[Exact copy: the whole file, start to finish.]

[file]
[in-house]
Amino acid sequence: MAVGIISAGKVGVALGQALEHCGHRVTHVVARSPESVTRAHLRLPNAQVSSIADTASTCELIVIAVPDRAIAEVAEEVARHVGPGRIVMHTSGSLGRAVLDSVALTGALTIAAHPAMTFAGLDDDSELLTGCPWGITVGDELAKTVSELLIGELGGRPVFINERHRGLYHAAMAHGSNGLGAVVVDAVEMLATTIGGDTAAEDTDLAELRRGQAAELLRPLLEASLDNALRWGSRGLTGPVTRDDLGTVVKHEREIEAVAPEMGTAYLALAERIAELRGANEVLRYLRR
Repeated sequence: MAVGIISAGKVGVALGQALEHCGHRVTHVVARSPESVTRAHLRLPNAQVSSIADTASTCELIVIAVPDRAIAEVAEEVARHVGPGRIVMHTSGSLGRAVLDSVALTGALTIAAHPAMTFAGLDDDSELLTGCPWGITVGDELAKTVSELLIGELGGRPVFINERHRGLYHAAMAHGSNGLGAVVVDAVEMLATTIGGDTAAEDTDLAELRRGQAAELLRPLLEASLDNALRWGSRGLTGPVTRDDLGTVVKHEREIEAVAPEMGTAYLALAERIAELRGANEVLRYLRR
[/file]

[in-house]
Amino acid sequence: MAVGIISAGKVGVALGQALEHCGHRVTHVVARSPESVTRAHLRLPNAQVSSIADTASTCELIVIAVPDRAIAEVAEEVARHVGPGRIVMHTSGSLGRAVLDSVALTGALTIAAHPAMTFAGLDDDSELLTGCPWGITVGDELAKTVSELLIGELGGRPVFINERHRGLYHAAMAHGSNGLGAVVVDAVEMLATTIGGDTAAEDTDLAELRRGQAAELLRPLLEASLDNALRWGSRGLTGPVTRDDLGTVVKHEREIEAVAPEMGTAYLALAERIAELRGANEVLRYLRR
Repeated sequence: MAVGIISAGKVGVALGQALEHCGHRVTHVVARSPESVTRAHLRLPNAQVSSIADTASTCELIVIAVPDRAIAEVAEEVARHVGPGRIVMHTSGSLGRAVLDSVALTGALTIAAHPAMTFAGLDDDSELLTGCPWGITVGDELAKTVSELLIGELGGRPVFINERHRGLYHAAMAHGSNGLGAVVVDAVEMLATTIGGDTAAEDTDLAELRRGQAAELLRPLLEASLDNALRWGSRGLTGPVTRDDLGTVVKHEREIEAVAPEMGTAYLALAERIAELRGANEVLRYLRR